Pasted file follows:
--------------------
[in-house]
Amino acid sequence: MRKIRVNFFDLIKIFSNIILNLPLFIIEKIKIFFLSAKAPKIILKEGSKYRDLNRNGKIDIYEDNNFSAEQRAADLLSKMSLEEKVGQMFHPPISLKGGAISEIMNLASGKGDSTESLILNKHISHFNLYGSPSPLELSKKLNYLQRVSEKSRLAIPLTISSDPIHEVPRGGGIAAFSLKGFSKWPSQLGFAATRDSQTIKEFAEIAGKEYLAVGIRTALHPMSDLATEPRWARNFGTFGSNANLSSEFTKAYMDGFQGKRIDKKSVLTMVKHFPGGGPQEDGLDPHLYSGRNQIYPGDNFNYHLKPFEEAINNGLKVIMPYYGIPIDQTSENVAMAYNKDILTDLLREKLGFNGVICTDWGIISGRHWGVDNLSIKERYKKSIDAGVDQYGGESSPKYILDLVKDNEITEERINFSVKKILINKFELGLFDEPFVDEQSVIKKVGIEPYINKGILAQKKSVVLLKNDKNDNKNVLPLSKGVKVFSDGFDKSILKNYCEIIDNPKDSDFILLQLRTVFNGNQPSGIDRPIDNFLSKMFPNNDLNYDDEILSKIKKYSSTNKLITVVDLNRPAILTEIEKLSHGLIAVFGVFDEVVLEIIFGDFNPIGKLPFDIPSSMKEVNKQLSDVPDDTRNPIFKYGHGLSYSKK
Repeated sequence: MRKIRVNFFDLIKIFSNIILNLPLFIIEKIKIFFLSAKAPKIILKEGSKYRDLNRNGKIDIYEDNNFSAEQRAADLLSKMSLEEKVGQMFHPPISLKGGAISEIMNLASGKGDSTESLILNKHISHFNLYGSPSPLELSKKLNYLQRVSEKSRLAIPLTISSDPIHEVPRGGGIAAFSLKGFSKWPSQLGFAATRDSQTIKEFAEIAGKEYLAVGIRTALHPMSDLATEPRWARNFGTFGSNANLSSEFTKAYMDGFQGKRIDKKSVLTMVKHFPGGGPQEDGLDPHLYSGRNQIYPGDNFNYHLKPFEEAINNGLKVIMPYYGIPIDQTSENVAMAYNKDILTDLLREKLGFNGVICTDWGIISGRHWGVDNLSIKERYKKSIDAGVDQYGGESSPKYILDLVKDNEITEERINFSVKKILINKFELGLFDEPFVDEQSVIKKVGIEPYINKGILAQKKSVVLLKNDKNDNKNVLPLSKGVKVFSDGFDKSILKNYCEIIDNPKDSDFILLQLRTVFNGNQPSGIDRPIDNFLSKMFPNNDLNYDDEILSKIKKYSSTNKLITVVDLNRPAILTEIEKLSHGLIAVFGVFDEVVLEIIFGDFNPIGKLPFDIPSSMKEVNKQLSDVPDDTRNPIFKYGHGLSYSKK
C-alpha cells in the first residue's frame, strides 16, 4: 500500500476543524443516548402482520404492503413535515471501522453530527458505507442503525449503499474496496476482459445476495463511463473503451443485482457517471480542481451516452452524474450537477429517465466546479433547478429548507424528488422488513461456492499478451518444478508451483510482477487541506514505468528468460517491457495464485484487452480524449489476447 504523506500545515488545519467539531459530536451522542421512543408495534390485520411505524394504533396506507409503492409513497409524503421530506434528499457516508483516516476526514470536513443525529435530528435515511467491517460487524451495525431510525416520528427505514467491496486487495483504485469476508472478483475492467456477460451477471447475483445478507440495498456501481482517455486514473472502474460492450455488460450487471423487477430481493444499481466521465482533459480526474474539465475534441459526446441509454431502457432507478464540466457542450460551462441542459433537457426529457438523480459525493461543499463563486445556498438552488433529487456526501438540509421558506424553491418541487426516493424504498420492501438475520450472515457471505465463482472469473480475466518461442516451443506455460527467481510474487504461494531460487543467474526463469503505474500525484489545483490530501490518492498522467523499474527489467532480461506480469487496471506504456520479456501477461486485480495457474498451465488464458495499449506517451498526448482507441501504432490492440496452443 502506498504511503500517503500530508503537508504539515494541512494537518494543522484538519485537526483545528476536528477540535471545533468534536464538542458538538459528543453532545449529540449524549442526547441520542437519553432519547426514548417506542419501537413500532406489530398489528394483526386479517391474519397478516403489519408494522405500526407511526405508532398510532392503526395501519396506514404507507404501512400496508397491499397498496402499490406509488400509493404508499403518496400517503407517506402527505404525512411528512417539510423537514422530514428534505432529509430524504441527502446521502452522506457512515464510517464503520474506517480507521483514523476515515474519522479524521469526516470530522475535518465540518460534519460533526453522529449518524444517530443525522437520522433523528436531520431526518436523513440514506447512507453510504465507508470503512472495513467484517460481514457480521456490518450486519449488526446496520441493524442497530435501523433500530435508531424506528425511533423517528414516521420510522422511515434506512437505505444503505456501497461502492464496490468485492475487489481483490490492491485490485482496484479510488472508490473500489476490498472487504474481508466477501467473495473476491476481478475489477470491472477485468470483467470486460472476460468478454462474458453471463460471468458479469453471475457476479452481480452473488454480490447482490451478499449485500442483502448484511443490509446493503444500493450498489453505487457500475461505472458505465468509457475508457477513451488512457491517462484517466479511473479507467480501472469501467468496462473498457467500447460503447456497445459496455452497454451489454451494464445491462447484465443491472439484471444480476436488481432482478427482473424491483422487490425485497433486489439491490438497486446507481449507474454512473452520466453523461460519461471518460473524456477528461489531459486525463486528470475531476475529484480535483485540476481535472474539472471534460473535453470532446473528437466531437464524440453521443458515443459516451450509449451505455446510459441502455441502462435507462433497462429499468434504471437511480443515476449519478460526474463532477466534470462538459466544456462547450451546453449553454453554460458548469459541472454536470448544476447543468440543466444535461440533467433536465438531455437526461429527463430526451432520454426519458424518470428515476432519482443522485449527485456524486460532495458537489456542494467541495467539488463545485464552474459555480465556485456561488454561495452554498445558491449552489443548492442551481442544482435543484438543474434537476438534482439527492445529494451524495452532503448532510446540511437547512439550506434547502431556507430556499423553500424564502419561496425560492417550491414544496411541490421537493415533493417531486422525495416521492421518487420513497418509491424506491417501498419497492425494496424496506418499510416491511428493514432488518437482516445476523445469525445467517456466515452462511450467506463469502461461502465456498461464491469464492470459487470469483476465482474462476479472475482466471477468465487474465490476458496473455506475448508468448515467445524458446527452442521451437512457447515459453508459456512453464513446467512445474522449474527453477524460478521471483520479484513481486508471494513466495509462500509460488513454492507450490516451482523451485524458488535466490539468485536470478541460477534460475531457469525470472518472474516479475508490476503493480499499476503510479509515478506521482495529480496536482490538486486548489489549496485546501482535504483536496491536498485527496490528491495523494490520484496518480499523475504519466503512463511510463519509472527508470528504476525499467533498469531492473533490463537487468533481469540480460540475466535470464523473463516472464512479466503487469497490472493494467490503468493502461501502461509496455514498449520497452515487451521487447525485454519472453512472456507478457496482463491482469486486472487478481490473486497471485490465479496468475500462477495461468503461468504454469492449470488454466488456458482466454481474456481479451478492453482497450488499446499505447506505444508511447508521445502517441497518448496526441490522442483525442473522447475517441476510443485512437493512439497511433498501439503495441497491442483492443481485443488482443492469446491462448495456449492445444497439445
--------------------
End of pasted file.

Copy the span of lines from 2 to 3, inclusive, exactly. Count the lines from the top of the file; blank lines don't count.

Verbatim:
Amino acid sequence: MRKIRVNFFDLIKIFSNIILNLPLFIIEKIKIFFLSAKAPKIILKEGSKYRDLNRNGKIDIYEDNNFSAEQRAADLLSKMSLEEKVGQMFHPPISLKGGAISEIMNLASGKGDSTESLILNKHISHFNLYGSPSPLELSKKLNYLQRVSEKSRLAIPLTISSDPIHEVPRGGGIAAFSLKGFSKWPSQLGFAATRDSQTIKEFAEIAGKEYLAVGIRTALHPMSDLATEPRWARNFGTFGSNANLSSEFTKAYMDGFQGKRIDKKSVLTMVKHFPGGGPQEDGLDPHLYSGRNQIYPGDNFNYHLKPFEEAINNGLKVIMPYYGIPIDQTSENVAMAYNKDILTDLLREKLGFNGVICTDWGIISGRHWGVDNLSIKERYKKSIDAGVDQYGGESSPKYILDLVKDNEITEERINFSVKKILINKFELGLFDEPFVDEQSVIKKVGIEPYINKGILAQKKSVVLLKNDKNDNKNVLPLSKGVKVFSDGFDKSILKNYCEIIDNPKDSDFILLQLRTVFNGNQPSGIDRPIDNFLSKMFPNNDLNYDDEILSKIKKYSSTNKLITVVDLNRPAILTEIEKLSHGLIAVFGVFDEVVLEIIFGDFNPIGKLPFDIPSSMKEVNKQLSDVPDDTRNPIFKYGHGLSYSKK
Repeated sequence: MRKIRVNFFDLIKIFSNIILNLPLFIIEKIKIFFLSAKAPKIILKEGSKYRDLNRNGKIDIYEDNNFSAEQRAADLLSKMSLEEKVGQMFHPPISLKGGAISEIMNLASGKGDSTESLILNKHISHFNLYGSPSPLELSKKLNYLQRVSEKSRLAIPLTISSDPIHEVPRGGGIAAFSLKGFSKWPSQLGFAATRDSQTIKEFAEIAGKEYLAVGIRTALHPMSDLATEPRWARNFGTFGSNANLSSEFTKAYMDGFQGKRIDKKSVLTMVKHFPGGGPQEDGLDPHLYSGRNQIYPGDNFNYHLKPFEEAINNGLKVIMPYYGIPIDQTSENVAMAYNKDILTDLLREKLGFNGVICTDWGIISGRHWGVDNLSIKERYKKSIDAGVDQYGGESSPKYILDLVKDNEITEERINFSVKKILINKFELGLFDEPFVDEQSVIKKVGIEPYINKGILAQKKSVVLLKNDKNDNKNVLPLSKGVKVFSDGFDKSILKNYCEIIDNPKDSDFILLQLRTVFNGNQPSGIDRPIDNFLSKMFPNNDLNYDDEILSKIKKYSSTNKLITVVDLNRPAILTEIEKLSHGLIAVFGVFDEVVLEIIFGDFNPIGKLPFDIPSSMKEVNKQLSDVPDDTRNPIFKYGHGLSYSKK